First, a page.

There’s a kind of unpleasant harmony that came with the Oklahoma City Thunder’s announcement Friday that Russell Westbrook has a torn meniscus in his right knee and follow-up announcement Saturday that he is out for the rest of the NBA playoffs.
This has been, in many ways, the season of the Miami Heat versus an injured league. So it feels consistent that in the first round of the playoffs, the thing that will end up most reworking the contours of this postseason is an injury rather than some thrilling game or heroic on-court performance.
On Friday night alone, there were almost as many reminders of the felled and fallen as the healthy. Of the three games, five of the six teams had injured stars: Amar’e Stoudemire for the Knicks, Rajon Rondo for the Celtics, Danilo Gallinari of the Nuggets, David Lee with the Warriors and Kobe Bryant and Steve Nash for the Lakers.
In fact, now, the Western Conference team best positioned to make the NBA Finals is the San Antonio Spurs, a group that was hampered most of the season by injuries and only now is healthy. But they also walk daily through a minefield of old age and the fact you need luck — sometimes in the form of just not having bad luck — to win it all.
The Heat know this, too, and Dwyane Wade’s own knee issues notwithstanding, they can add to the remarkable list of LeBron James’ greatness his enduring durability.
And the Thunder? With Westbrook now out after his surgery, they surely know their hopes have shrunk from front-runner status to longer shot.
The Thunder are now far from the favorite. They are far from the team they were. Sans both Westbrook and James Harden (traded before the season), they are not even remotely the group that made the Finals last season. They are changed now, a team looking to Kevin Durant to carry the burden of a team depleted of two of the three stars that made them so formidable in the first place.
For the immediate future, they are up 2-0 on the pesky, Harden-led Houston Rockets. But even that series just got a whole lot tougher. They play Game 3 on Saturday knowing that even if (and almost certainly when) they advance past the Rockets, a Clippers team with Chris Paul that has morphed into a much harder matchup awaits them — or else a showdown against a Memphis team with nasty enough defense that the absence of Westbrook could be felt even more than usual.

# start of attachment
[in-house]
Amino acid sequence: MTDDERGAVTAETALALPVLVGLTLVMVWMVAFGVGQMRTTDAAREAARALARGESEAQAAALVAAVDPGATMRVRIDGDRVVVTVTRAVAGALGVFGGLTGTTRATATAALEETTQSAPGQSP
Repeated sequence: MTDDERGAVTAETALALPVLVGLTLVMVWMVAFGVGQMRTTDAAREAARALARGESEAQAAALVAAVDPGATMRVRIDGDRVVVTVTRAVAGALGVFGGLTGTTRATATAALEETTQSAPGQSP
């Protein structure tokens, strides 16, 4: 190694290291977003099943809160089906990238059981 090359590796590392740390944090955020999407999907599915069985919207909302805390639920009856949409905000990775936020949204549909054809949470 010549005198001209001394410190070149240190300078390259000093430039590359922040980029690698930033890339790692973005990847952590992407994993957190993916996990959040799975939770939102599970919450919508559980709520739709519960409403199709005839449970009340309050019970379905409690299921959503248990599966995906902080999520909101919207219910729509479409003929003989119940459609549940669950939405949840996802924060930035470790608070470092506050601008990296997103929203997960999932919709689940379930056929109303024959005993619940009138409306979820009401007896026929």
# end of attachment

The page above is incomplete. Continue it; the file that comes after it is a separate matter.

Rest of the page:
Then, if they advanced past that round, they’d likely play the Spurs. But even that series now seems much, much further away than it did Thursday. In Vegas, Westbook’s injury moved the odds of an Oklahoma City Thunder title from 4-1 to 7-1.
To be sure, Westbrook had his occasional issues, and if anyone can overcome his absence, it would be Durant. His stunning season — 51.0 percent field-goal shooting, 41.6 percent 3-point shooting and 90.5 percent from the free-throw line — was somewhat dampened by Westbrook’s curious need to take more shots than the most efficient player in basketball not named LeBron James. So Westbrook shot too much, Durant failed to win the scoring title, and we aren’t quite sure just how many points he can score if he wasn’t deferring.
Westbrook’s inability to fully grasp or apply the level to which Durant is the best scorer in basketball is not moot. But it also means, now freed from that shortcoming, Durant may or may not be able to unleash a barrage of greatness capable of keeping his team on track to the Finals.
We’ll have an answer soon.
This is not to say the Thunder are better in any way without Westbrook. They most certainly are not. It is to say that if any player in the game not named LeBron James can brush off the loss of a superstar teammate and force his will on a playoff run, it would be Kevin Durant.
Still, that is guesswork. What we know right now for certain is this: In a season defined too often by injuries, the one to Russell Westbrook is the most likely to affect who it is from the West that gets a shot at trying to stymie the Heat and what feels like their inexorable march toward a repeat.